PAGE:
2 z Trees planted in y Balaton trees grafted on CT 500, CT 2753, Erdi V, and Korponay were added to this plot in Crop Management Balaton appears to be able to carry a crop at a younger age while still putting on adequate growth when compared to Montmorency. In fact, some early crop may be desirable to help hold down scaffolds from becoming too upright. Much more is yet to be learned, but at this time it appears that gibberellic acid used at high rates for defruiting young trees is generally not recommended unless trees get off to a slow start and begin overcropping. In cases where gibberellic acid is used, allow trees to begin cropping 1 to 2 years sooner than with Montmorency. The more vigorously growing Balaton certainly appears to need gibberellic acid less during these early years than Montmorency. Pollination/Fruit Set Balaton does not appear to fruit as well as Montmorency during years when conditions are cool during bloom. Based on our observation and verbal recommendations from Hungarian colleagues (but with no proven research data) we suggest using two hives of bees per acre to facilitate good pollination. Fruit Quality Balaton fruit (Figure 1), with an average fruit weight of 5.8 grams and a diameter of 22 mm, is significantly larger than Montmorency (Table 2). The fruit is sweeter than Montmorency, generally reaching 16% soluble solids. In addition, Balaton is significantly firmer than Montmorency and therefore is less likely to be damaged by wind whip. This firmness is also noticeable in the pitted fruit that hold their round shape better than Montmorency. On first look however, it is Balaton's intense red, almost purple, color that sets it apart from Montmorency (Fig. 2). Unlike Montmorency that just has red pigment in the skin, Balaton has red pigment in the skin and throughout the flesh. The amount of red pigment is approximately three times higher in Balaton than Montmorency. These unique quality attributes make Balaton an interesting alternative to Montmorency for such products as yogurt, jam, juice and nutraceutical products. Fig. 1. Balaton fruit at CHES 2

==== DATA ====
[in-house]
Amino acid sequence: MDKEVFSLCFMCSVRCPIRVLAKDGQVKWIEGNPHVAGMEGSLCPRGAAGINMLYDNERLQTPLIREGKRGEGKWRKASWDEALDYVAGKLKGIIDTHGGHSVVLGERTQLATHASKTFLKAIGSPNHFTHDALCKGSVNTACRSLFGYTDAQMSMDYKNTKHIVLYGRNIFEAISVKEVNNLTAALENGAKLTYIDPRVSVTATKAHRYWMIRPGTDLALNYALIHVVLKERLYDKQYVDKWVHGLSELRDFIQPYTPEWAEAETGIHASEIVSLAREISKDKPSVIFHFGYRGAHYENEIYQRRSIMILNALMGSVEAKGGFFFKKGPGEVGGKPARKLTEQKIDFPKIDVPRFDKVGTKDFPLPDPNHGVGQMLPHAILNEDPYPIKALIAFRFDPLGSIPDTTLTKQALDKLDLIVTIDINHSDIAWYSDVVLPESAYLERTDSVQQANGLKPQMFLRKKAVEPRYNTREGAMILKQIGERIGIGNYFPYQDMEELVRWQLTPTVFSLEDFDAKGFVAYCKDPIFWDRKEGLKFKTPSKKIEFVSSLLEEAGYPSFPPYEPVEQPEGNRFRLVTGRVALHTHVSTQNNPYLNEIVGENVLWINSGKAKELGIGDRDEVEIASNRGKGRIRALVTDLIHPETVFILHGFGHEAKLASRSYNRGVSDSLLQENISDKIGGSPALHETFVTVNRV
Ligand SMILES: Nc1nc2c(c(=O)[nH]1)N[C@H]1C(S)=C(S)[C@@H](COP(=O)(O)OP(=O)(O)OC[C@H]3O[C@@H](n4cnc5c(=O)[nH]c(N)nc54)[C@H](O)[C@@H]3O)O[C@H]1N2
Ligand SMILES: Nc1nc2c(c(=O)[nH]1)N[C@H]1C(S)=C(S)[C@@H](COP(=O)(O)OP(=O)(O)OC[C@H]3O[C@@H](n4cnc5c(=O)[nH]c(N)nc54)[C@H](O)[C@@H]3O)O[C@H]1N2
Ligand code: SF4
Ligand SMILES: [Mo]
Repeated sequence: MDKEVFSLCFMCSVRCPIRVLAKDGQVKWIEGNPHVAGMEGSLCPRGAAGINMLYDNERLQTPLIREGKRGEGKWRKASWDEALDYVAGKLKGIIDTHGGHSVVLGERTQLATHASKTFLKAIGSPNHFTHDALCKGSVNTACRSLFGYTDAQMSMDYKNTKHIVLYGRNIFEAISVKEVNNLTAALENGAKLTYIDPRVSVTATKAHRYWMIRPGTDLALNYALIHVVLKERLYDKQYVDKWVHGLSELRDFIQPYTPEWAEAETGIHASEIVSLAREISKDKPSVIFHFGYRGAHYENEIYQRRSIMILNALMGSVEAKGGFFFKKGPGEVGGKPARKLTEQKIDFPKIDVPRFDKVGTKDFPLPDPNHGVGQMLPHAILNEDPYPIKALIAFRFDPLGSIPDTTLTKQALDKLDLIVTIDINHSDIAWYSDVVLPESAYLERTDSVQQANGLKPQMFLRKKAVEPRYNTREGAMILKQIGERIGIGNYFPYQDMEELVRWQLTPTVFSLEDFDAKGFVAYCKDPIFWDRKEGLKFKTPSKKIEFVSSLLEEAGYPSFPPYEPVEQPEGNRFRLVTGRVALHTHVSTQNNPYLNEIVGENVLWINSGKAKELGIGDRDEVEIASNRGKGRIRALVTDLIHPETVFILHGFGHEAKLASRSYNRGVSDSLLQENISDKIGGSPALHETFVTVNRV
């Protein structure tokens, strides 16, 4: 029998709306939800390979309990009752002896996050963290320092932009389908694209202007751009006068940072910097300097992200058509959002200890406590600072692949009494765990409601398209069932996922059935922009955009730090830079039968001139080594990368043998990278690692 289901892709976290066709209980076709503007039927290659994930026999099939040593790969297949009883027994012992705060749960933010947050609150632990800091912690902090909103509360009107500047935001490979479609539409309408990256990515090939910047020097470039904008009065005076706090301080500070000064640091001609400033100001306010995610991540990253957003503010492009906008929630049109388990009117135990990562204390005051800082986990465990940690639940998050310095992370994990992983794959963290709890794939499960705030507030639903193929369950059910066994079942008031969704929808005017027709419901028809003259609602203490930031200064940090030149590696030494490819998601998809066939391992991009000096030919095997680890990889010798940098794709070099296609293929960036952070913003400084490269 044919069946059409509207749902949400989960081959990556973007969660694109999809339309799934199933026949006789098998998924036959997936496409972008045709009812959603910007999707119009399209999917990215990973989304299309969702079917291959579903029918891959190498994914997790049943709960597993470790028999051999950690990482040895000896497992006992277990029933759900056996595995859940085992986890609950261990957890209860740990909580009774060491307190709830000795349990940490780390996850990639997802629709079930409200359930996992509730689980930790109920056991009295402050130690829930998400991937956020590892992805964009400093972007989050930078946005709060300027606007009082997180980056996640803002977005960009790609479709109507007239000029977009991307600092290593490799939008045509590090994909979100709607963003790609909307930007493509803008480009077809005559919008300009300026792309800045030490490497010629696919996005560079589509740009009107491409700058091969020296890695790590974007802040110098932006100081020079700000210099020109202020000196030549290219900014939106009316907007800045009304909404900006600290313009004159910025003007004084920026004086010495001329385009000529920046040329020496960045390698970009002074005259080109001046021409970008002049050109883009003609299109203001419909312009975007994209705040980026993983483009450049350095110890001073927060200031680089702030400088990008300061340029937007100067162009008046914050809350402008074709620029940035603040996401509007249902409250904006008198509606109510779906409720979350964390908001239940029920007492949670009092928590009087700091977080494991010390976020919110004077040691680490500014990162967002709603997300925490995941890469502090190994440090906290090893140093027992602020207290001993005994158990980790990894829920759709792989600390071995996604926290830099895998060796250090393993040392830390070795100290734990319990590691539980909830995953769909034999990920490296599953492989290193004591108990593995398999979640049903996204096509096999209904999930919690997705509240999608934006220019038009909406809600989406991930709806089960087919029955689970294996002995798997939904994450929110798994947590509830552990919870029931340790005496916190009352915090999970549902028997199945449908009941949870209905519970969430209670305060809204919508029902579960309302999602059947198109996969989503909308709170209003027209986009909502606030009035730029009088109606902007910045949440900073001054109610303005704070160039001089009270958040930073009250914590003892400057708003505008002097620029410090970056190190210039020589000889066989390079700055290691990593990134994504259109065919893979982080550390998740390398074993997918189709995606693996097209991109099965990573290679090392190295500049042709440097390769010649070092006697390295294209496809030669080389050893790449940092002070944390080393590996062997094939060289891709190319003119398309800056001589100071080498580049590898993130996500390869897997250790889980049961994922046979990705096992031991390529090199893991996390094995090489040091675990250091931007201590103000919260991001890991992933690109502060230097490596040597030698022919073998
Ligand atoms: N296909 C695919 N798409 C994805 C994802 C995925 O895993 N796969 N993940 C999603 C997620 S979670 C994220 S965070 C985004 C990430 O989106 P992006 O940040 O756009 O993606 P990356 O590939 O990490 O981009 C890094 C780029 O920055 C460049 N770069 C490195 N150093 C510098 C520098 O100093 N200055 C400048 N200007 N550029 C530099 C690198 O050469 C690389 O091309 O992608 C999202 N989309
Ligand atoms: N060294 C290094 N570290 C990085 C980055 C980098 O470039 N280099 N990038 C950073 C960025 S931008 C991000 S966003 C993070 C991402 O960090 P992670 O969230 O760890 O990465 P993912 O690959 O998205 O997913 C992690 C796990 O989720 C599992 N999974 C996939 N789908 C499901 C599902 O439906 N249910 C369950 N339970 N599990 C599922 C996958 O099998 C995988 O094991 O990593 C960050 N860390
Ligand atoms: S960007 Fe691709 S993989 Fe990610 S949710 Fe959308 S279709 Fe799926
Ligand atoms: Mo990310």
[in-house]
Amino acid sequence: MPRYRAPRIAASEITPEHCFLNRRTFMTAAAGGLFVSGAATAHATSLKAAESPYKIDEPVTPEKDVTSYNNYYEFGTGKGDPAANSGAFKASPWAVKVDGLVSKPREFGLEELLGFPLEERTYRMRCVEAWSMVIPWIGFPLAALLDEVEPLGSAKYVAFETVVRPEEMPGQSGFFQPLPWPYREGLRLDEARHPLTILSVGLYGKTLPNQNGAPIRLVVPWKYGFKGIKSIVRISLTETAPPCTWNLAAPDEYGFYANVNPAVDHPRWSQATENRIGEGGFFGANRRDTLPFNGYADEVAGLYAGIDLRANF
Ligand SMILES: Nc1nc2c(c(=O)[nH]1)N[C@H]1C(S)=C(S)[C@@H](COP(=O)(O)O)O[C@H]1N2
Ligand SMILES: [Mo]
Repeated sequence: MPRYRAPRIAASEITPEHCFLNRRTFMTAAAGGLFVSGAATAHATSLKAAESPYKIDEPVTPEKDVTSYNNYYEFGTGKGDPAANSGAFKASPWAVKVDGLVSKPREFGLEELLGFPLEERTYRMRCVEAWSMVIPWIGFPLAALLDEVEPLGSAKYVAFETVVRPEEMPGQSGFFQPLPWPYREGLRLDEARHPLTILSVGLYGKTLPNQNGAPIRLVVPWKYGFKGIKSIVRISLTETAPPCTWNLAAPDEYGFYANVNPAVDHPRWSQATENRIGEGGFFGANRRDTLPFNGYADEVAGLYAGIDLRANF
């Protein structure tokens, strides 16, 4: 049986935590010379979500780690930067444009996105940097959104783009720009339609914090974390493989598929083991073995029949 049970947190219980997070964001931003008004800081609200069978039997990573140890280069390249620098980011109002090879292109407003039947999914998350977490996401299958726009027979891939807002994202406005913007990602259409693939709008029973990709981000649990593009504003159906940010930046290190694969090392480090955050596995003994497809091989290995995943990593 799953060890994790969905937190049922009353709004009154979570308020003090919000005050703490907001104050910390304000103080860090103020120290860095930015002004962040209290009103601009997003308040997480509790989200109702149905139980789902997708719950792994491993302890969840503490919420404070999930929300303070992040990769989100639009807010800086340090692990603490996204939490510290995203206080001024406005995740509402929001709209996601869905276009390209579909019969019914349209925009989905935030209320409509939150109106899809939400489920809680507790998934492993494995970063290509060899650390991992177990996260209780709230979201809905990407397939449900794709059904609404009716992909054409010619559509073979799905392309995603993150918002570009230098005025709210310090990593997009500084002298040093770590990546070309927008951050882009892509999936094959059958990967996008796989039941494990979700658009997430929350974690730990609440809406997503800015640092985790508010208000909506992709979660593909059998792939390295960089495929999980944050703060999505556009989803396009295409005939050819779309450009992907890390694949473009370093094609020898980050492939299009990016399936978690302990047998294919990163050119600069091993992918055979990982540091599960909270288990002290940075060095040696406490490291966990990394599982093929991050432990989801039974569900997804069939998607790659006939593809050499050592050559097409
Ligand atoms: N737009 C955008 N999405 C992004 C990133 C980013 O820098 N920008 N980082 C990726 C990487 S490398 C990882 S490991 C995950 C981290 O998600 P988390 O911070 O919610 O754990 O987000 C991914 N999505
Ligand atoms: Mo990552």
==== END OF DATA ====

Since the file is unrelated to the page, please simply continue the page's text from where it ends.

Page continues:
3 Table 2: Evaluation of Montmorency and Balaton at the CHES for 12 years ( ) Montmorency Balaton Bloom date x May 6 +1 Harvest date y July Fruit weight (g) Fruit length (mm) Fruit width (mm) Soluble solids (%) Pigment y Pit length (mm) Pit length/pit width Pit wt./fruit wt. (%) x +/- Montmorency y 0 = clear, absorbance at 515 nm Fig. 2: Balaton fruit harvested on August 3 from CHES matches color number 5. Determination of Optimal Harvest Time In 1999, some of the Balaton fruit coming into the processing plants had uncharacteristically low soluble solids and red pigment levels. In addition, there was occasionally extensive fruit cracking and the fruit was not as freestone as usual. All these characteristics suggested that the fruit had been harvested before it had reached its optimum maturity. Therefore, this past season a study was conducted with the goal of determining optimum harvest parameters for Balaton. Balaton samples were collected 3 times at the Northwest Michigan Horticultural Research Station (NWMHRS) (July 10, 20, and 30) and every 2-4 days from CHES between July 5 and August 3. The following characters were measured: pull force, fruit weight, soluble solids, fruit color and fruit cracking. Pull force was determined to be the best indicator of fruit maturity and it is recommended that the fruit not be harvested until the pull force averages below 400. By this time, the fruit should have reached its characteristically high soluble solids and pigment levels and should be sufficiently freestone to pit well. Additionally, since Balaton fruit is very firm, it can easily hang well on the tree until this time and not be susceptible to wind whip. Harvesting mature Balaton is especially important to reduce the % cracking when the fruit is transported in water. If fruit is harvested too immature, it will not have developed a good abscission layer between the fruit and the stem. However, when mature, the abscission layer is adequately formed so that the fruit removes with a dry stem scar. This abscission layer not only seals in the fruit juices, but also seals out the water. If harvested immature, water enters the cherry through the bleeding stem scar and may lead to cracking. For example, % cracking for Balaton fruit grown at CHES this year showed a reduction from 48% cracking on July 17 to 16% cracking when harvested on July 31. Although some cracking can be tolerated for certain products, there is some interest in exploring dry harvesting techniques. 3